Lydia Cassatt Reading the Morning Paper
Harriet Scott Chessman
Seven Stories Press ($24)
La Tour Dreams of the Wolf Girl
Houghton Mifflin ($24)
by Carrie Mercer
You can't judge a book by its cover, the old adage goes. But what if the cover is not just something the art department at the publishing house cooked up to lure the ever-roving consumer's eye? What if it's real art? And by real art, I mean art that had a long and prosperous life of its own before some publisher plastered a title and author's name on top of it (not to mention one of those controversial Oprah stickers).
For most authors, pretty much the last thing on their minds when they write a novel is the artwork on the cover of their future book. However, for a few, that artwork would seem to be an essential element of the story. Hence, we have two recent novels, Lydia Cassatt Reading the Morning Paper, by Harriet Scott Chessman, and La Tour Dreams of the Wolf Girl, by David Huddle.
The first book's cover sports a painting of exactly what the title describes, though the painting's title is actually Woman Reading, by the famous impressionist painter Mary Cassatt. We learn from the novel that Mary's older sister Lydia was the model for the painting, and Mary posed her with a newspaper, instead of the (at that time) traditional novel, so that she might look more modern. This detail, like many others in the book, is culled from the author's extensive research on the Cassatt family. Where Chessman departs from research and dreams "my way into her world," is in her point of view: Mary's sister Lydia tells the story through internal monologue. She relates observations and feelings about relationships with her family, the color and bustle of Paris in the late 1870s-early 1880s (where the family was living at the time), and perhaps most interestingly, how she sees herself in a different light through her sister's paintbrush.
The novel is structured around five portraits Mary did of her sister, and the main conflict, sadly, is not fictional. Much as Lydia loves to pose for her sister, she struggles to find the energy to do so as she gets sicker and sicker from a degenerative kidney disease. But she finds another self in Mary's paintings, where "sickness holds no place," and she takes comfort there. At times Lydia struggles with wanting to live "in that creamy world of no difficulty." Chessman creates a symbiotic intimacy between the sisters that deepens as a result of the paintings. Lydia needs to pose so that she can see herself through her sister's eyes, and Mary needs Lydia as a model, so that she can see her sister more clearly. After Mary paints Lydia Crocheting in the Garden, Lydia notices her features are "dissolving"and thinks, "It's illness she's discovered." Mary doesn't want to accept Lydia's illness, but in the painting, Lydia sees "not what [Mary] acknowledges, perhaps, but what she knows."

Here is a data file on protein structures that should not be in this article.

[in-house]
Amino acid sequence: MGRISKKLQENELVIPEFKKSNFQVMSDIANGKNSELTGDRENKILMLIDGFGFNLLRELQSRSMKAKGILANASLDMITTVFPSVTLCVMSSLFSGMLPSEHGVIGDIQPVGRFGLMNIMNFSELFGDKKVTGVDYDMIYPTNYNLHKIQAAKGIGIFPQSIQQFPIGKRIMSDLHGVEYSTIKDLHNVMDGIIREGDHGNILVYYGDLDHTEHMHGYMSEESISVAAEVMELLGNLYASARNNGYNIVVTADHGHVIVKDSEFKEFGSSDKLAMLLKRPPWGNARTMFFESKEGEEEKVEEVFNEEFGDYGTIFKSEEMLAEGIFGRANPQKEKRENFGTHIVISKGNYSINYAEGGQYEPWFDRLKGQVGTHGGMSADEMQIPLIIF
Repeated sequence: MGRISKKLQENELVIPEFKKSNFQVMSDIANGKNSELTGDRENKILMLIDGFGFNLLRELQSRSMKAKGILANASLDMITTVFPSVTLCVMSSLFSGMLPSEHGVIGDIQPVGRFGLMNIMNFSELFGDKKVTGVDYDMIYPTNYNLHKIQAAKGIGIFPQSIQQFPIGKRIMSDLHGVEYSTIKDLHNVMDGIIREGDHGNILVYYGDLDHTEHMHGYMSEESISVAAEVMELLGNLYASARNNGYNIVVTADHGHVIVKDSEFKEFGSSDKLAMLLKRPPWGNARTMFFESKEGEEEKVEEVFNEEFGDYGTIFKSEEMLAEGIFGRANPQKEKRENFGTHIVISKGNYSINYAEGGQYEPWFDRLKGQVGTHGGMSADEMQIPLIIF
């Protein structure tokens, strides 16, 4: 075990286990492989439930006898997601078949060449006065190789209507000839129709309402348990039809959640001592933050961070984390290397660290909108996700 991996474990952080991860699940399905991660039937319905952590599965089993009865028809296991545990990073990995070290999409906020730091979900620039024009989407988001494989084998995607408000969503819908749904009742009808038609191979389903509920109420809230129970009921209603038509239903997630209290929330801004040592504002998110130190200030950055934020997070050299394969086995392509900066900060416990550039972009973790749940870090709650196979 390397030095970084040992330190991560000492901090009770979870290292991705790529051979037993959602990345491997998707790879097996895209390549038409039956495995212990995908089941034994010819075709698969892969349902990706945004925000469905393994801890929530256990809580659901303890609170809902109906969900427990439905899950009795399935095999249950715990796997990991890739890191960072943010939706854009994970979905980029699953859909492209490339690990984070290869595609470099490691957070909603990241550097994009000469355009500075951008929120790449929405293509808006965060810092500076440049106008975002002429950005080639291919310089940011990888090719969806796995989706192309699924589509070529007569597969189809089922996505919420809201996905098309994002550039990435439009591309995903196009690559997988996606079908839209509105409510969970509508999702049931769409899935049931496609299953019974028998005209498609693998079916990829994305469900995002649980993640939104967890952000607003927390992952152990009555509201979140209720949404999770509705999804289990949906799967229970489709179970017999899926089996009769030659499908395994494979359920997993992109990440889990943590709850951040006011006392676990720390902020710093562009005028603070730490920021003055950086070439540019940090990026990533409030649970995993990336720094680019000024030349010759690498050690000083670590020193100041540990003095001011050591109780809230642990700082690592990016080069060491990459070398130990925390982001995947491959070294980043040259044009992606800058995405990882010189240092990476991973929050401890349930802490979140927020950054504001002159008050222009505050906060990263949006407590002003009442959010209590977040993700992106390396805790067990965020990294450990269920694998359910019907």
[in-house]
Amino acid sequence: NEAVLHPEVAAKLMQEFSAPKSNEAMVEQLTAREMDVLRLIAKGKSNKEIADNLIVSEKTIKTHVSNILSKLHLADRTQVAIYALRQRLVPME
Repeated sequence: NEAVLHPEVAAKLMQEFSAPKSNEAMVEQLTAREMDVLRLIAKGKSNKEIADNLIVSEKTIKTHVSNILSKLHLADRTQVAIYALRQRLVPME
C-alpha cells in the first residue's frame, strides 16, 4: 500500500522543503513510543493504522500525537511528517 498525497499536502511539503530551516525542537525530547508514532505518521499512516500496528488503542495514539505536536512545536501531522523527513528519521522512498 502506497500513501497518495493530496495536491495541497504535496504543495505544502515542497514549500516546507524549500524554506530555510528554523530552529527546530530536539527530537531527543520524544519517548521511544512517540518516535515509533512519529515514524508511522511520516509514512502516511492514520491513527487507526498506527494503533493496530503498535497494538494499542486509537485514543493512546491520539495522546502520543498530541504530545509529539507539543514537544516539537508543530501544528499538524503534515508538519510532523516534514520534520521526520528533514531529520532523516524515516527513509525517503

One of the delights of this novel is that we are provided with color plates of all five portraits and can study along with Lydia and so make our own discoveries. The meditative quality of Chessman's writing feels like an appropriate companion to the paintings; each has its dabs of color and momentary, passionate impressions. Chessman bestows Lydia with a painterly eye, turning her thoughts and feelings into composition and landscape: Lydia remarks how "the [orange] peelings make a sphere on her plate" and later how a look from Mary's friend Edgar Degas felt "like a storm on a coast, stirring the trees to wildness, shifting the dunes."
The cover of Lydia Cassatt Reading the Morning Paper, then, is a straightforward invitation to enter into a deeper contemplation of some well-known artwork. Chessman crafts a compelling examination of mortality through the musings of the dying Lydia. Lydia's acceptance of the life she's had--and its impending close--is complicated by her sister's paintings. In the end, she is somewhat contented by the idea that each of Mary's portraits "creates a kind of memory. Whether or not anyone ever knew me, she will offer a memory of me, for the world to claim."
The cover of La Tour Dreams of the Wolf Girl is, alas, not so straightforward an invitation. The only intimacy we experience with this painting is in its magnification: spidery cracks spread over a face so magnified that it has crowded out everything else, to the point that its circumference can only be imagined beyond the edges of the book's cover. And the face does not belong to the Wolf Girl of the title, but to the thieving accomplice of an old gypsy in Georges de la Tour's The Fortune-Teller.